Follow the bouncing-ball. Jack Layton had a press conference on the gun registry today where he confirmed he can’t get his rural MPs to support what has long been NDP party policy and support the gun registry.
He doesn’t want to whip his caucus, because it seems likely some of them wouldn’t fall into line if he tried. I know the NDP insists its long-held principle they don’t whip private members bills (PMB), but in fact we all know this is only a Conservative government bill masquerading as a PMB to exploit that fact. As an aside, one wonders just what trickery the Conservatives could push through this loophole if they wanted to.
Still, Jack doesn’t want to be seen as doing nothing while his MPs kill the gun registry. So today he proposed a private member’s bill that would reform the registry. Coincidentally, his reforms are pretty much the same as the reforms proposed by the Liberals in April, reforms the NDP and its surrogates have been spending the last four months attacking as insufficient. The one notable difference is that the Liberals would enact the reforms when in government while voting to keep the registry now, while the NDP would introduce a private members bill as soon as it can this fall. Their hope is the reforms will convince their rural MPs to vote for the registry.
Sounds great, right? Sure. I liked these reforms when the Liberals proposed them in April, so I still like them now. I’m quite surprised it has taken the NDP this long to try to find a compromise, with an 11th-hour desperation play. While it’d be nice if Jack had said “great ideas Michael, now let’s take them one step further” instead of throwing bricks, I’m a glass half-full kinda guy.
But there’s just one thing: the vote to kill the registry will come well before Layton could possibly see his bill in the house. Layton’s answer to that?
Mr. Layton was pressed by reporters on how he expects this bill to become a reality, when Ms. Hoeppner’s bill is lined up for a vote so soon after Parliament resumes. He suggested that if all parties come onside, they could use the bill as a basis to reach a solution — presumably meaning that Ms. Hoeppner’s bill would either be amended or would die.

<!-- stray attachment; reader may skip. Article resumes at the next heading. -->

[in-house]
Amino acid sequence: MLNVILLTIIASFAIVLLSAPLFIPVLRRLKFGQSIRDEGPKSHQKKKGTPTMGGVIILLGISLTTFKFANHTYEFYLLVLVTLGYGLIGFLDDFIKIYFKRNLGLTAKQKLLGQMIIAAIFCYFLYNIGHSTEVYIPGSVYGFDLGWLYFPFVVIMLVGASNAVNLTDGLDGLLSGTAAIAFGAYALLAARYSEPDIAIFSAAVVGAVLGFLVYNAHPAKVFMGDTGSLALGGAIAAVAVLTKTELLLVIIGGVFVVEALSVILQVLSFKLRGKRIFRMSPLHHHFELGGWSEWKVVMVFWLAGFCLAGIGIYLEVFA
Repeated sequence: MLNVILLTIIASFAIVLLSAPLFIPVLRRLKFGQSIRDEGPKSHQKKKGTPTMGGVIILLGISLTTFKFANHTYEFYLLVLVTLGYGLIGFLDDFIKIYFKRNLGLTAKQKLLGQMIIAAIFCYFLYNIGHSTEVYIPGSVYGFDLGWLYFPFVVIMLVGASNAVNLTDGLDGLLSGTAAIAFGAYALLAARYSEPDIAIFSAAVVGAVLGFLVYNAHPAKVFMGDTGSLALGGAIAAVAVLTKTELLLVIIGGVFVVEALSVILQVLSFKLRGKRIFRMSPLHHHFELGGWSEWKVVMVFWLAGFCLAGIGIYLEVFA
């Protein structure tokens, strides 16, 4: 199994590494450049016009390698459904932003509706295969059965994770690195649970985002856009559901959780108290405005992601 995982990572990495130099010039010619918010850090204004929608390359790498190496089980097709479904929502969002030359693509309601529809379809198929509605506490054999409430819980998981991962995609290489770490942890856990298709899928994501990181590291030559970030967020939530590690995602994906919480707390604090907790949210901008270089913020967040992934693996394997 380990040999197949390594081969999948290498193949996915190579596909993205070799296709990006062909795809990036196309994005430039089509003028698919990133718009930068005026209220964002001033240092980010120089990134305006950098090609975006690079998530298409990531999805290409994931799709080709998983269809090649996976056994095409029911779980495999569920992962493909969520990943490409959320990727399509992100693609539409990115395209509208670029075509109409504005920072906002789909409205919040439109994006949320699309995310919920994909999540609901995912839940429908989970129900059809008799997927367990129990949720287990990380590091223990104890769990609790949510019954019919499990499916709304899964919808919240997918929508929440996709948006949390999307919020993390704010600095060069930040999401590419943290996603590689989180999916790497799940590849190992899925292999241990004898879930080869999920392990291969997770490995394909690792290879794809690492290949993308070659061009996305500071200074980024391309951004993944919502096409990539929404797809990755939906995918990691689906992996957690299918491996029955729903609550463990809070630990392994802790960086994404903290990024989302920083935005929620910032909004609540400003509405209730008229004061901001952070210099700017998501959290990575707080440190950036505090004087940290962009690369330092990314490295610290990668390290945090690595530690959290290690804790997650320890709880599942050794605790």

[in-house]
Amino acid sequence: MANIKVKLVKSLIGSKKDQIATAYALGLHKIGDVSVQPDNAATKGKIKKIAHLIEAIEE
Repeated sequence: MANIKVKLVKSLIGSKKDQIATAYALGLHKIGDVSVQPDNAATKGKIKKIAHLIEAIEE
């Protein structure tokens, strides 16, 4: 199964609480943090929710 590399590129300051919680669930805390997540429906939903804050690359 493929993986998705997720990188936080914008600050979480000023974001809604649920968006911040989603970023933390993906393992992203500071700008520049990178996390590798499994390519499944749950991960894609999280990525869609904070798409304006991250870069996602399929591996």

“There’s no good reason why we shouldn’t be able to sit down with goodwill and open minds. There’s no good reason why we shouldn’t be able to build solutions that bring us together.”
Now I’m certainly no government spokesperson. I’ll leave that dubious honour to Dimitri Soudas. But if Layton is seriously expecting the Conservatives to agree to kill the Hoeppner bill and get onboard with reforms to the registry they rejected when proposed by the Liberals in April, I expect they won’t find the government’s response to be favourable. They might even tell Layton “it’s our party’s policy not to interfere with private members bills” with a little smile. If the NDP is counting on Conservative help here, they’re dreaming.
Which means the vote to kill the registry will come long before a hypothetical NDP private members bill reforming it could ever see the light of day. And needless to say, if the registry is killed any bill to reform it dies as well.
So, that means NDP MPs will be faced with a choice, the same choice they’ve had all along: do they vote to kill the registry next month, or do they vote to keep it based on the promise of future reforms, either by a private member’s bill or by a new government.
For the Liberal caucus, it’s the latter. The choice has been made. Their leader, Michael Igntieff, has convinced them to support keeping the registry now by promising specific reforms by a future Liberal government.
Now it’s up to Layton to convince his caucus to do the same. He made an interesting comment here:
Mr. Layton was also critical of Mr. Ignatieff, who last April proposed many of the compromises that the NDP is now suggesting. The difference, said Mr. Layton, is that Ignatieff is saying he would make the conciliatory changes to the registry if the Liberals win the next election.
“But Liberal MPs are parliamentarians now,” said Mr. Layton. “Not parliamentarians in waiting. They need to act now.”
Yes Jack, and the vote on killing the registry will come first, and your MPs are parliamentarians now too. And you're not a leader-in-waiting either. So the question still remains: can you convince your MPs to accept a compromise or not? And if you can’t, will you whip them or will you let your MPs kill the registry?
This is a test of leadership Jack and, to paraphrase yourself, you need to act now.
UPDATE: Now with video, where the media openly laugh at Layton's feeble rationalizations. I hope his caucus takes him more seriously.
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